Everyone’s got an ego, and you have to make sure that yours stays in-check during the meeting. Winners don’t throw tantrums: they rule with confidence wherever they go. And remember that the meeting may not go in the direction you thought. Usually, even better ideas are generated at a meeting. I’m totally ok with my team and I coming up with new ideas because they’re usually better than what I could come up with on my own, as we all contribute with different perspectives, strengths and weaknesses.

Summarize and Write It Up

After the meeting, provide a report backed by data, with a one page summary at the beginning of the report. Also make sure you put the one page summary in your email as well. Your boss doesn’t have time to read through pages of reports. They need the elevator pitch summary in order to make a quick decision, as they have a larger perspective than yours on the bigger picture of the company, the market, etc.

Get Top Down Buy In

To win, you’ve got to get buy in from the top. When you’re boss is the guy or lady who makes the final decision, you’ve got to make sure that they’ve got your back and support the decision. Otherwise the plan fails at the meeting and you’re a loser. When you lose, you let the customer down. If that does happen at work, go back to your desk (this is when you can let off steam—we’re humans after all) and then you can approach your boss and say “you know, I’ve been thinking about X which seems like a good idea, but I did some reasearch on X and actually Y may be a better approach.” That’s when you present your one page summary with a stack of data (if your boss requests it) in order to get the buy in. There’s more than one way to skin a cat.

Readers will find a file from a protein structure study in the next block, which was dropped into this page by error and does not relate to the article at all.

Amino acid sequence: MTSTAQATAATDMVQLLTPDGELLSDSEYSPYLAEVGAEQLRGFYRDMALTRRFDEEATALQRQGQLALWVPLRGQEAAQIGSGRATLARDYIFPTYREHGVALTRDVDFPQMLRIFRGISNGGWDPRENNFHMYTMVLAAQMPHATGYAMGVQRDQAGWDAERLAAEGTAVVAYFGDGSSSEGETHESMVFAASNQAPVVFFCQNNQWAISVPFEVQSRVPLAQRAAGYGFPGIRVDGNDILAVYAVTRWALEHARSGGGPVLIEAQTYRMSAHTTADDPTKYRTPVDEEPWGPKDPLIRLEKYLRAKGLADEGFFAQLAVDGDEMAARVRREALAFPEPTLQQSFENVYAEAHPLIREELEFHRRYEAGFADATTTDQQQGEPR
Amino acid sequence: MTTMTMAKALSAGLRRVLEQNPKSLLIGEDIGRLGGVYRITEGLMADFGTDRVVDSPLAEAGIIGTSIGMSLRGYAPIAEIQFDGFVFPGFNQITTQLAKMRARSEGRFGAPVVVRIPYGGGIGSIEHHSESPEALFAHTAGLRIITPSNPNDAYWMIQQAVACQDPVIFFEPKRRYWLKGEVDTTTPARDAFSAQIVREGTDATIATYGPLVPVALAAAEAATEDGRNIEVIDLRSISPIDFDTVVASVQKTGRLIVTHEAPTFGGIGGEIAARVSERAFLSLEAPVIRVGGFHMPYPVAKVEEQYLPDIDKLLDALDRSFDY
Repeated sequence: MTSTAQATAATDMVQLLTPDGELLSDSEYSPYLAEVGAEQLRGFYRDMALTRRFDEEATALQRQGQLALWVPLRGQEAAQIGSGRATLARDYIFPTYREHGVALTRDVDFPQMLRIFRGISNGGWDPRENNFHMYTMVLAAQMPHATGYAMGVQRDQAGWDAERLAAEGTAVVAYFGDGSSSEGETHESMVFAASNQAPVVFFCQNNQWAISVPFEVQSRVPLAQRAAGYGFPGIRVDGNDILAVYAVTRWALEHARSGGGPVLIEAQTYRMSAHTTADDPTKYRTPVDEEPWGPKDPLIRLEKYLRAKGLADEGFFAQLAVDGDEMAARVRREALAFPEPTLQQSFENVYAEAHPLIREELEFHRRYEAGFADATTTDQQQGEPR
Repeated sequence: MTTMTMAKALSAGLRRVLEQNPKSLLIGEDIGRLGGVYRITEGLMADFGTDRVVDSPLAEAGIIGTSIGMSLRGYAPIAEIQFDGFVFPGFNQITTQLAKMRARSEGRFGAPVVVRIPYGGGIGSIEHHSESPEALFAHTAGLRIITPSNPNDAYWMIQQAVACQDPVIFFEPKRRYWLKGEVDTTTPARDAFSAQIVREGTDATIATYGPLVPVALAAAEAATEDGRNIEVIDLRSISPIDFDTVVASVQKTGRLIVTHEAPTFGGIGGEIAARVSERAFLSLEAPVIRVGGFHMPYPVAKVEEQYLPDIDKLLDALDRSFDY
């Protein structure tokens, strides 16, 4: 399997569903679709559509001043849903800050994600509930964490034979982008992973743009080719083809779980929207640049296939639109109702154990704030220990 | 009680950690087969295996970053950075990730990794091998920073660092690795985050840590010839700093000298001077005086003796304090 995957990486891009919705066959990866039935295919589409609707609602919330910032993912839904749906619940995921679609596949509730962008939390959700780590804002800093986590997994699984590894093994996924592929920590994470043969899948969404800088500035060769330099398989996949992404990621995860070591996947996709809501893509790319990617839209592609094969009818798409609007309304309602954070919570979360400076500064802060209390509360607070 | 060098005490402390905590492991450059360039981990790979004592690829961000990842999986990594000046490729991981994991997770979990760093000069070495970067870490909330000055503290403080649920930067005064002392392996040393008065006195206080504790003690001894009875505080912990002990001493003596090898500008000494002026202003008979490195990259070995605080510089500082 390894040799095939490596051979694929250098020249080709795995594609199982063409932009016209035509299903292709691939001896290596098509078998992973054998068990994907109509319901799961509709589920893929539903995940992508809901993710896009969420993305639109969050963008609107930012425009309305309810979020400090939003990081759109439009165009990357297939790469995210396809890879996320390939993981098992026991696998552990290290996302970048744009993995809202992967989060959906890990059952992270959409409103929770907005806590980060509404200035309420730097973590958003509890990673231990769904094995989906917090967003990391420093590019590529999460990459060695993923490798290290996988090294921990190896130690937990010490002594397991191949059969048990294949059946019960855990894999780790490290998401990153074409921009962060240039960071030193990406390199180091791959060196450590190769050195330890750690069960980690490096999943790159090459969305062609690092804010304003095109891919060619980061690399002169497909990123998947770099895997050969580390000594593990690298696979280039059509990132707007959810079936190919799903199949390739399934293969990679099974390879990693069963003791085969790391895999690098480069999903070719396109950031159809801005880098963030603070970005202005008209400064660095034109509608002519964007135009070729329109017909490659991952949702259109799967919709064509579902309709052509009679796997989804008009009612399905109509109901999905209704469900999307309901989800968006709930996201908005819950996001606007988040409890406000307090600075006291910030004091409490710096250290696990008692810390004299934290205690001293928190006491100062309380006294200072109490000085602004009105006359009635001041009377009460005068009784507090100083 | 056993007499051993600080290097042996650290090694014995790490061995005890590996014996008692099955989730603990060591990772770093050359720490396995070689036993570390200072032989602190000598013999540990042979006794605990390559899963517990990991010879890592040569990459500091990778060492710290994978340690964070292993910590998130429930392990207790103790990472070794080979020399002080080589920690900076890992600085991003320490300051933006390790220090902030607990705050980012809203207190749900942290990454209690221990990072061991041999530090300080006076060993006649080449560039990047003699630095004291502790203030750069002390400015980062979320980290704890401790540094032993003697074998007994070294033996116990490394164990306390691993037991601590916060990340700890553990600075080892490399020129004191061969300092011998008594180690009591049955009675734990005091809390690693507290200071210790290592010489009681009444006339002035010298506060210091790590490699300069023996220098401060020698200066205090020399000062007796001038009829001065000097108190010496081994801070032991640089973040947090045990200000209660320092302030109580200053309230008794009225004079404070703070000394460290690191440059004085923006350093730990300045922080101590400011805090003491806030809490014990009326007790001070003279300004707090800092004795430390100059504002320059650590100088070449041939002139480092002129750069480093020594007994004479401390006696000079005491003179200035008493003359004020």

Be The Best Version of Yourself

Sometimes it’s not enough to win. Ryan Holiday summarizes this in this quote from Ego is the Enemy: “Your potential, the absolute best you’re capable of—that’s the metric to measure yourself against. Your standards are. Winning is not enough. People can get lucky and win. People can be assholes and win. Anyone can win. But not everyone is the best possible version of themselves.”

Live your life with integrity by being the best version of yourself at work, in life, in general. Always strive to do better, greater work by pushing yourself out of your comfort zone. That’s when true progress happens. At the end of the day, you’re looking at yourself in the mirror. When looking at yourself, ask “did I live by by standards today? Did I do my best?” If yes, pat yourself on the back and keep striving to live by your standards. If not, identify what went wrong and vow to make a change. You’ll have another chance tomorrow to work at it. 

How do you deal with the asshole at work? Please post in the comments.

Tools and resources

Ego is the Enemy by Ryan Holiday:

The Obstacle Is the Way by Ryan Holiday:

Leave a Reply

Fill in your details below or click an icon to log in: Logo

You are commenting using your account. Log Out /  Change )

Twitter picture

You are commenting using your Twitter account. Log Out /  Change )

Facebook photo

You are commenting using your Facebook account. Log Out /  Change )

Connecting to %s